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J Strength Cond Res. 2010 Nov;24(11):3150-6. doi: 10.1519/JSC.0b013e3181e2720d.

The effects of resistance training performed in water on muscle strength in the elderly.

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  • 1Laboratory of Exercise's Physiology, University of the State of Santa Catarina, Florianópolis, Brazil. fabianegraef@gmail.com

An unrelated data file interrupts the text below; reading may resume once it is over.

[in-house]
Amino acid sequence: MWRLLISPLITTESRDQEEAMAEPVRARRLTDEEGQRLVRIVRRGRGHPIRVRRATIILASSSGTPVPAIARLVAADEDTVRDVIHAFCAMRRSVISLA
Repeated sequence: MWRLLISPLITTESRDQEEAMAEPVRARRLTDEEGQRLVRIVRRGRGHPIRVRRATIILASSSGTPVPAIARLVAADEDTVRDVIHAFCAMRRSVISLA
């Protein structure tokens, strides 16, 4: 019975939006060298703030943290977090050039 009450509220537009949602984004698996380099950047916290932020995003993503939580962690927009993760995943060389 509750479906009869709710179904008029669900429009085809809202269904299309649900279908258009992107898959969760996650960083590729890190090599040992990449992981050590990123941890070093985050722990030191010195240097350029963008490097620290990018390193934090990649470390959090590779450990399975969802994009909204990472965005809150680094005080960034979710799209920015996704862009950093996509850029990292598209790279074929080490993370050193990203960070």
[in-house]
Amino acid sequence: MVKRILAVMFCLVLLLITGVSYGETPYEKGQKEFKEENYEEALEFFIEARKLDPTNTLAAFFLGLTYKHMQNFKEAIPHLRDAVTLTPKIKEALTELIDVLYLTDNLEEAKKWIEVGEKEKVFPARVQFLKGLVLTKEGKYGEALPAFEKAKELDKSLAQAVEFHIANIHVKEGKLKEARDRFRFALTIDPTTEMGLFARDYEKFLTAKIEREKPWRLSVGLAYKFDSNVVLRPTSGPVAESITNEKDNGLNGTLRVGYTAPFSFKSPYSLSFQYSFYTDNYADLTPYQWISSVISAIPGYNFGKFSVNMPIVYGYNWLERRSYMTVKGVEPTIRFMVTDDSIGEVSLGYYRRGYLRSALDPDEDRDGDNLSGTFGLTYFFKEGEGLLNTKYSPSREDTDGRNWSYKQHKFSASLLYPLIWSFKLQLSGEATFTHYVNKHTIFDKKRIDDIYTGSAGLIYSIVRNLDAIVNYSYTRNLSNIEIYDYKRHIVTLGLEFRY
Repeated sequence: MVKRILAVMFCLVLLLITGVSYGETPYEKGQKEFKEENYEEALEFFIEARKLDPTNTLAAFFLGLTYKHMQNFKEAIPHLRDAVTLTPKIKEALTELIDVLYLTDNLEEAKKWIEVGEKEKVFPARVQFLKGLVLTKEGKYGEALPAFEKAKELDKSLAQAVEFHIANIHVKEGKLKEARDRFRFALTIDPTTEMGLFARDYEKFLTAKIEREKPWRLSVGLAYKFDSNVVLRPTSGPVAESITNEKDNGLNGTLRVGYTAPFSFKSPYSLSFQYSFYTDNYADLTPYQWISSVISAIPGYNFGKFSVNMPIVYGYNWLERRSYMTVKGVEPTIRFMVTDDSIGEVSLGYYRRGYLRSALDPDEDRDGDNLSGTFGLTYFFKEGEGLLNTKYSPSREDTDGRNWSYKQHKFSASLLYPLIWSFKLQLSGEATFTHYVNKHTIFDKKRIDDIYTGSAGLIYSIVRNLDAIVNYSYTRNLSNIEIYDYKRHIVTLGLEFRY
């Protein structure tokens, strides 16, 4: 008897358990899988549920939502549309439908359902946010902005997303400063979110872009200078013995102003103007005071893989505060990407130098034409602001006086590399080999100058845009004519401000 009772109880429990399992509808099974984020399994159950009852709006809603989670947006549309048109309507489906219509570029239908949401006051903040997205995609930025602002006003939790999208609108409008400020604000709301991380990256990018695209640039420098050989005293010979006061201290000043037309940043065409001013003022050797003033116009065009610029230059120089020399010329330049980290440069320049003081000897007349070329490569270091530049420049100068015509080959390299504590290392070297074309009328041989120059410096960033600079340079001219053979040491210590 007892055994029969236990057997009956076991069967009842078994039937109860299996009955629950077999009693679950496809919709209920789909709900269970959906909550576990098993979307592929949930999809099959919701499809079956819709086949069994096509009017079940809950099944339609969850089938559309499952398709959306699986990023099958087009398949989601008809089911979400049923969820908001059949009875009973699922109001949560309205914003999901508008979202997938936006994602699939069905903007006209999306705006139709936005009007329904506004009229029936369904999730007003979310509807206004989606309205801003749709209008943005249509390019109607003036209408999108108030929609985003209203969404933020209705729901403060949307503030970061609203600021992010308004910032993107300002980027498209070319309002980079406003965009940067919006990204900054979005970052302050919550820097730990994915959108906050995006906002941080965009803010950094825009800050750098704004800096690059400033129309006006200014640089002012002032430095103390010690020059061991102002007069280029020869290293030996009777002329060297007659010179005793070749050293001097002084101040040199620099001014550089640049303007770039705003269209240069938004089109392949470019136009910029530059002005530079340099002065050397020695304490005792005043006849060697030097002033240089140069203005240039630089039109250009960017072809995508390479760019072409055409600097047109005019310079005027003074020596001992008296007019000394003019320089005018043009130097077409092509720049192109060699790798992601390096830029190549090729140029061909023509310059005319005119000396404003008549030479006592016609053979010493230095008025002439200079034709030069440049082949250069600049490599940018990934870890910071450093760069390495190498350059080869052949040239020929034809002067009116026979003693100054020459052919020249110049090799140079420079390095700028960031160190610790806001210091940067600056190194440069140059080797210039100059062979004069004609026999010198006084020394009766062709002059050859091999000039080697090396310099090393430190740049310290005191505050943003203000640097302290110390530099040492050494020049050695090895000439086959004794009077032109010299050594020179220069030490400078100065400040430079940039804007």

The purpose of the present study was to compare the effects of a program of resistance training in water-based exercises (RWE) with those of a program without resistance control in water-based exercises (WEs). Twenty-seven women (aged 60-74 years) were randomly assigned to the RWE group (n = 10), WE group (n = 10), or nontraining control (CON) group (n = 7). The RWE and WE groups trained classes with aerobic exercises and localized muscular resistance exercises for 50 minutes, twice a week for 12 weeks. For the RWE group, the program included 4 mesocycles of 3 weeks-respectively, 4 sets of 15 repetitions, 4 sets of 12 repetitions, 5 sets of 10 repetitions, and 5 sets of 8 repetitions-of shoulder horizontal flexion exercise at maximum speed, with the use of resistive equipment. For the WE group, the training was not periodized, and the resistance in the localized muscular exercises was not controlled. One repetition maximum (1RM) was measured on a pectoral fly machine at baseline and after the training period. The level of significance adopted was p ≤ 0.05. The results showed that the only significant increase in 1RM (10.89%, p < 0.001) occurred in the RWE group after training. In conclusion, these findings suggest that WEs with emphasis on resistance training in a periodized program can efficiently increase maximum strength in elderly women. Thus, it is suggested that the strategies used in WE programs be modified to offer suitable stimuli for the development of strength.

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